When you look at Afghanistan during the Soviet occupation, the Caucasus during the Chechen uprising in the 1990s, Serbia in the 1990s, Iraq, Iran, Libya, Syria... you will realize that the Anglo-American-Zionist global order has been the number one sponsor of Islamic terrorism around the world for the past thirty years.

by: Darwin Jamgochian from: USA
August 24, 2012 15:33
Wouldn't it be appropriate to put Turkey on the list of countries to receive broadcasts from Radio Liberty? Is Turkey still off limits? As far as I know, Armenia and Turkey are both democracies.
In Response

by: rick
August 25, 2012 23:01
turkey is already in their business . . . is part of NATO !

Not neccessary give problem to friends

by: f**k-American-hypocrisy
August 25, 2012 03:22
I am sure that if those Armenians who have been interviewed for this article knew that the authors are going to question the suffering of their grandfathers by using offensive terms such as "so-called Armenian genocide," they would refuse to let those "journalists" in their homes. We live in a country where my tax money is being used to build museums for commemorating one genocide but the same government refuses to even recognize another one and its propaganda machine which is again funded by taxpayer money insults me by questioning a historical truth only to appease a so-called ally.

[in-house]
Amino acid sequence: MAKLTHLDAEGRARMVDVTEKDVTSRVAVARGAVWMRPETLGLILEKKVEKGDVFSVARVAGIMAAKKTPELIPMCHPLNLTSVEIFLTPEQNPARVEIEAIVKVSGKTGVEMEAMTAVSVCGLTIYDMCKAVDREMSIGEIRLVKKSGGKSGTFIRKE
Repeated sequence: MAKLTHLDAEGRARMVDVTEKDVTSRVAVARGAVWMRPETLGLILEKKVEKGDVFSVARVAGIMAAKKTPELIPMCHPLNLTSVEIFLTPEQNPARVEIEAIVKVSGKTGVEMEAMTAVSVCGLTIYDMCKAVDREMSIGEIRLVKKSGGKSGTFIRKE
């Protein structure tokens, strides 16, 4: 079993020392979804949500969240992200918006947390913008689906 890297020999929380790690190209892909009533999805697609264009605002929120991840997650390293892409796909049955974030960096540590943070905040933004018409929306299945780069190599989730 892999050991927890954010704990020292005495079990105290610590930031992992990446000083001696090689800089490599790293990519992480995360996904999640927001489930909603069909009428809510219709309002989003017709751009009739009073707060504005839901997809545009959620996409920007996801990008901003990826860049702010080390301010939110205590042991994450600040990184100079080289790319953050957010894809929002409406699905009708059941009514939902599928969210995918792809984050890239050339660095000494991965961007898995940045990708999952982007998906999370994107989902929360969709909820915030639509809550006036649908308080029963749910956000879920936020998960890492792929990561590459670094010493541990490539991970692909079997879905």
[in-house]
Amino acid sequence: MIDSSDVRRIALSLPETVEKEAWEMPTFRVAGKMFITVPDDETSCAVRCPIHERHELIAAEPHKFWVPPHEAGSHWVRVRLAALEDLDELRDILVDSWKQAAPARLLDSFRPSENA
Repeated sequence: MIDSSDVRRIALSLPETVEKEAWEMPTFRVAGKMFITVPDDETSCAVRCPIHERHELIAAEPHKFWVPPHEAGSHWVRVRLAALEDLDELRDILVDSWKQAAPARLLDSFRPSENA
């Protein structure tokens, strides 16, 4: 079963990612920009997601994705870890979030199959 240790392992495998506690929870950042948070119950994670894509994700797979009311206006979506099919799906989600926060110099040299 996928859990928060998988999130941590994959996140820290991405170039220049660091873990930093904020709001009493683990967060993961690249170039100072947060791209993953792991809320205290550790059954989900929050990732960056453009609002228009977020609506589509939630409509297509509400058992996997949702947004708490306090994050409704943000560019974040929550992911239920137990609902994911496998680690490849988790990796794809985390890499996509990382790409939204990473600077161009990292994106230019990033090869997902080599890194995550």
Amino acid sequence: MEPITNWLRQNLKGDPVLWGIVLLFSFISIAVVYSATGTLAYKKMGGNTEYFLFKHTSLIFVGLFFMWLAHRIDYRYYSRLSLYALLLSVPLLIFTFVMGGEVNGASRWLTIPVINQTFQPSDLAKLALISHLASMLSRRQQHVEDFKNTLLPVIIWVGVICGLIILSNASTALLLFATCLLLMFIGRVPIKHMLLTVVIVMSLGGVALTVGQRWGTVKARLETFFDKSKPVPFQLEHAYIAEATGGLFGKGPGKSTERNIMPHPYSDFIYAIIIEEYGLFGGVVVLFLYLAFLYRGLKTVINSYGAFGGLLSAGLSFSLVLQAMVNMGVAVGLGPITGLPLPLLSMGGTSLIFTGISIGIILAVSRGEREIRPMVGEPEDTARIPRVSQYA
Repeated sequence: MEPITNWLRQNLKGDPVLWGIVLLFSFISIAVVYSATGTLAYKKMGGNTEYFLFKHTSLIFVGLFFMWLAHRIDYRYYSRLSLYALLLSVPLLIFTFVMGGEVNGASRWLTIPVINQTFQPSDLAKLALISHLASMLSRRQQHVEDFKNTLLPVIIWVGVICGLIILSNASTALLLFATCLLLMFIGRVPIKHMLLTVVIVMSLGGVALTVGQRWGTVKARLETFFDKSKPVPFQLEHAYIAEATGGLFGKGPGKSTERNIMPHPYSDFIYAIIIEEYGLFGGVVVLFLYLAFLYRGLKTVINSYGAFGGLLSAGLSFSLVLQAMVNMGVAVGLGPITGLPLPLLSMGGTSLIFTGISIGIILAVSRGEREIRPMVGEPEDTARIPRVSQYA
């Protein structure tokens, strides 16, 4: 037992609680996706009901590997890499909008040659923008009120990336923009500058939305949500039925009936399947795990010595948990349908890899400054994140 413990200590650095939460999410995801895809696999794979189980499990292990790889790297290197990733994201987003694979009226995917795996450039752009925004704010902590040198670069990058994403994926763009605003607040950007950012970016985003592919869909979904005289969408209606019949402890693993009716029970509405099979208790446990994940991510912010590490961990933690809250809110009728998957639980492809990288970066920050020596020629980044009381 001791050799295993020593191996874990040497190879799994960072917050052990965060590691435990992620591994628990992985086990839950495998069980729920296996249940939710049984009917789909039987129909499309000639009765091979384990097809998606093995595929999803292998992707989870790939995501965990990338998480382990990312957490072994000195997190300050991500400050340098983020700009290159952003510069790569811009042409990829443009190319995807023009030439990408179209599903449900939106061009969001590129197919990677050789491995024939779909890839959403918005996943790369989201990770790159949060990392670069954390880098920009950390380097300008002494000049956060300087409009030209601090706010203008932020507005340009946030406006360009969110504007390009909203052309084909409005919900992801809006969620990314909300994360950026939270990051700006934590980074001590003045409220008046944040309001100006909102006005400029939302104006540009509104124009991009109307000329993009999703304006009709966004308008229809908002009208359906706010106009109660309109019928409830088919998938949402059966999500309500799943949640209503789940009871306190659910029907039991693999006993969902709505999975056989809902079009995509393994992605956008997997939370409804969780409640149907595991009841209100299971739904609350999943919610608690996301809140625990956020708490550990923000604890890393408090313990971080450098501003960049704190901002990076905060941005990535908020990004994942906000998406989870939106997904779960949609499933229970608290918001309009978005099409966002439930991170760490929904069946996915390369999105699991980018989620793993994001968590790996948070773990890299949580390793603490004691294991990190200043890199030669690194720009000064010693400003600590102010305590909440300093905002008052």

Indeed , F**K American Democracy
In Response

by: Alex from: LA
August 25, 2012 20:52
It's not a matter of democracy, but ethic and morals. Who ever is in control of US foreign policy and it's not president of US or cabinet, but US corporate interest are the US foreign policy. When these politicians fail to get re-elected, they become CEO's, CFO's, COO's and other important position in the corporate America. That the way the cookie crumbles in US. Follow my rules or else I'm not nice to you, excpet Israel, Pakistan, Turkey and Azerieshistan
In Response

by: Avetis from: Armenia
August 26, 2012 14:50
You just described "American democracy". Like the other commenter said - F**K American Democracy!